Yesterday saw the Bank of England’s Prudential Regulation Authority recommend that lenders are subject to stricter conditions, in a bid to reduce borrowing to buy-to-let purchasers.
However, the Residential Landlords Association (RLA) believe that these proposals from the Bank are premature.
The Prudential Regulation Authority (PRA) says that individual lenders should ramp up so called ‘stress tests’ on borrowers. This is to ensure that they could cover interest payments, should rates rise to 5.5% for five years.
Whilst agreeing that no landlord should take on a debt that they cannot afford to repay, the RLA has called the proposals premature. This, it claims, is due to the introduction of the stamp duty surcharge and mortgage interest tax relief.
David Smith, Policy Director at the RLA, said, ‘the Bank needs to be careful that it does not over-react to the current surge in buy-to-let applications which are aiming to beat the tax increases coming in April.’ He feels, ‘it is likely that the impact of these will significantly reduce the demand for borrowing. We would urge the Bank to tread carefully and avoid any premature moves that could stifle the supply of the one million rental properties the country desperately needs.’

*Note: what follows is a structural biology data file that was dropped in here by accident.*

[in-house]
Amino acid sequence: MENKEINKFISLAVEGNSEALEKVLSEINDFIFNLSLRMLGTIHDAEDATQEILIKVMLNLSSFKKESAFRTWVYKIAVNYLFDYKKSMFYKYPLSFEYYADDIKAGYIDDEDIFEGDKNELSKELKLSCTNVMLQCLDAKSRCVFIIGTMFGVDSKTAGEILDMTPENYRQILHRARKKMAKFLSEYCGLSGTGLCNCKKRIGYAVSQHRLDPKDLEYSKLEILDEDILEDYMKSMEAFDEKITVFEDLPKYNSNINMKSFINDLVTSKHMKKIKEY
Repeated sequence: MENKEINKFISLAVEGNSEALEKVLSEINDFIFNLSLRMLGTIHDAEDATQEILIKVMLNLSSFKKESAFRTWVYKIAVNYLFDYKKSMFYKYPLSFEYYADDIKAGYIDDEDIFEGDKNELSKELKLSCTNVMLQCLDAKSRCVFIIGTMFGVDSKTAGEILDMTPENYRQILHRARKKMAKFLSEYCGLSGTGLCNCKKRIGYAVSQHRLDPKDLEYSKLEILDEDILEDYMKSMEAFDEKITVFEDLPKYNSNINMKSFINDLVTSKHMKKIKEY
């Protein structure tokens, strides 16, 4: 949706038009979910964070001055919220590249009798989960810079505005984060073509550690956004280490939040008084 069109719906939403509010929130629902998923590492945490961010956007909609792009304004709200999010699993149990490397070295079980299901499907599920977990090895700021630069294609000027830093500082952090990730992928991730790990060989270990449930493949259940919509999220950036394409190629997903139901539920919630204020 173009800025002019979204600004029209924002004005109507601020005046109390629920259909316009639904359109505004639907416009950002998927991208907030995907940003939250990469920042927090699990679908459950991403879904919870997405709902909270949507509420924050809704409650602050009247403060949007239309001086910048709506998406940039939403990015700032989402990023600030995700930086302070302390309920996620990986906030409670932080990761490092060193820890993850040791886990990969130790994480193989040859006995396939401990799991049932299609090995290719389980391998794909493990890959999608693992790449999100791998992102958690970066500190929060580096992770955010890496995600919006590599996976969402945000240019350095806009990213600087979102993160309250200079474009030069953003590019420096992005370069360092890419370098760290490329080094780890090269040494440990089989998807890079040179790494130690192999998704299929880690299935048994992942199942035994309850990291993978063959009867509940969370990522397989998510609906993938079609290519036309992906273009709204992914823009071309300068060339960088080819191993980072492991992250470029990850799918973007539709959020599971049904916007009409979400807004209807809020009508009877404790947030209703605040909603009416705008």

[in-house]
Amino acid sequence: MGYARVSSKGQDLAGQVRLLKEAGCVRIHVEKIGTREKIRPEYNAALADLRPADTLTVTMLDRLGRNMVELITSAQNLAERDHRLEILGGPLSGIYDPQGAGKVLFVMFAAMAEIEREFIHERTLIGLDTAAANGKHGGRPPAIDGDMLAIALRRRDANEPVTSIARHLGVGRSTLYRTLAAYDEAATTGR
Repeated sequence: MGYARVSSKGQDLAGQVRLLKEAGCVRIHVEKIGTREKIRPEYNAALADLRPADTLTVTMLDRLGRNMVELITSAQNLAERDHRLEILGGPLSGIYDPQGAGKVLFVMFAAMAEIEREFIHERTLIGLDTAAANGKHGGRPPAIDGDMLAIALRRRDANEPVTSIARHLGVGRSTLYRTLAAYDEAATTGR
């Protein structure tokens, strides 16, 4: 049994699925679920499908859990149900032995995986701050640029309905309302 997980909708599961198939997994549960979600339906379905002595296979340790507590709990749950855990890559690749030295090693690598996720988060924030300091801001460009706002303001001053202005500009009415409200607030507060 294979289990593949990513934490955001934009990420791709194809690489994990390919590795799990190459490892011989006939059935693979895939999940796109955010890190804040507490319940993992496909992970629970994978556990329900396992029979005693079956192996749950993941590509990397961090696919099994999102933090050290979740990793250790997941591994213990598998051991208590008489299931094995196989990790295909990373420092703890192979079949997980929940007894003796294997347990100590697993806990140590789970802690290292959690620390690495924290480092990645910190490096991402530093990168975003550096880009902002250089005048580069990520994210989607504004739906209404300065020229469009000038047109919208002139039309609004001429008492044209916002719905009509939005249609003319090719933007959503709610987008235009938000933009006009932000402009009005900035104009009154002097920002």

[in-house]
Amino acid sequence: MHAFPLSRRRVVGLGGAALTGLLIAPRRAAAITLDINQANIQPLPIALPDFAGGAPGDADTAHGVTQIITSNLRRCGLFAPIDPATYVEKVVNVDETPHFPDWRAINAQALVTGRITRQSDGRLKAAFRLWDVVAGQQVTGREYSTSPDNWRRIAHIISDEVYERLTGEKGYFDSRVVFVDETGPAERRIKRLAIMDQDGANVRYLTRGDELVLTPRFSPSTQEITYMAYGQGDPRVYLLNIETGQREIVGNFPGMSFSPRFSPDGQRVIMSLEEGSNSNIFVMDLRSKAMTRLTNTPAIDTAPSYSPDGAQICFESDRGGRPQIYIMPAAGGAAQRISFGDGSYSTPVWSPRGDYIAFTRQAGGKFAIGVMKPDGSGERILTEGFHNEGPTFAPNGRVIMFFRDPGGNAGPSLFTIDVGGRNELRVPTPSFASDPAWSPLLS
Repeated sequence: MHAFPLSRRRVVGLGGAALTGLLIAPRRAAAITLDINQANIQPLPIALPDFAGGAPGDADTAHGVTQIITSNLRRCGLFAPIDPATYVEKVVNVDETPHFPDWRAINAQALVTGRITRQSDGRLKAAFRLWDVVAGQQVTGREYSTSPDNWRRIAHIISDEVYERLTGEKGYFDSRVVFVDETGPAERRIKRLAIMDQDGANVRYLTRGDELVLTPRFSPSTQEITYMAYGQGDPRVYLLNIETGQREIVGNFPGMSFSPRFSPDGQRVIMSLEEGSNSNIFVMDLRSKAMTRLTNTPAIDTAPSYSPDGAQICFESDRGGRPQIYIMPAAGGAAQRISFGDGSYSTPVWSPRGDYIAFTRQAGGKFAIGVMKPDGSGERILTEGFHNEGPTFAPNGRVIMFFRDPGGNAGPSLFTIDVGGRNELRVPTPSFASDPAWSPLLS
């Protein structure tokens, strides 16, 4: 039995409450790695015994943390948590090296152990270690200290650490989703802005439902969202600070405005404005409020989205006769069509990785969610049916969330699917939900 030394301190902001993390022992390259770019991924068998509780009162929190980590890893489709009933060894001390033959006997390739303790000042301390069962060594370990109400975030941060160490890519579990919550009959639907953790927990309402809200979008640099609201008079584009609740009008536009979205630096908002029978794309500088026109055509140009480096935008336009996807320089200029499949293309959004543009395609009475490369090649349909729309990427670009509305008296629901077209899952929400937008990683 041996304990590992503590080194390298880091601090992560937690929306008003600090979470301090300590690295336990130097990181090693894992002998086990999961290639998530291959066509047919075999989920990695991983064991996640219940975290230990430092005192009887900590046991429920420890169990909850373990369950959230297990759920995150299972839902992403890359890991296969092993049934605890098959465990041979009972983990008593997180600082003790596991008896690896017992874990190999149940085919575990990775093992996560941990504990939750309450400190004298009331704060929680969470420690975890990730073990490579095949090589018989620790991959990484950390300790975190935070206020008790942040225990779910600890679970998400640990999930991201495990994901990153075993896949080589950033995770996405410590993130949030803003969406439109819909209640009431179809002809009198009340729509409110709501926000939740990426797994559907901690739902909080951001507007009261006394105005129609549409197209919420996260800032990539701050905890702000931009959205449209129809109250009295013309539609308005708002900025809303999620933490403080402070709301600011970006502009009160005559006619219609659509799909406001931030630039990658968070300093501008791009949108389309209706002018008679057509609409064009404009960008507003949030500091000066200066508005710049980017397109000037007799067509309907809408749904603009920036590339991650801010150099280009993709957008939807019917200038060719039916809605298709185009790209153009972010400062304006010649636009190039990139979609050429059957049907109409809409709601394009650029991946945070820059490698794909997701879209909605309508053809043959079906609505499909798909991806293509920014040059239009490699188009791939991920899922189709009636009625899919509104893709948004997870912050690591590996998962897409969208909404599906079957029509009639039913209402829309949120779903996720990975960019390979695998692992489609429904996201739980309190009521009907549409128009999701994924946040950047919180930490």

Clampdown on BTL lenders could harm supply
The PRA’s proposal, if rubber-stamped by the full Bank of England, could see a reduction in buy-to-let approvals by up to 20% by 2019. If constraints are not put in place, the authority says that borrowers predicted an increase of 20% during the same period.
31 major lenders in the industry were assessed by the PRA, representative of 90% of buy-to-let lending in Britain.
Over three-quarters were found to meet the new standards, but five of the twenty largest lenders currently utilise a’stressed interest rate,’ of 5.47%.
Concerns on buy-to-let lending were also highlighted by the Bank of England’s Financial Policy Committee in minutes from their last meeting:
‘Macro-prudential risks centre on the possibility that buy-to-let investors could behave pro-cyclically, amplifying cycles in the housing market, as well as affecting the resilience of the banking system and its capacity to sustain lending to the wider real economy in a stress.’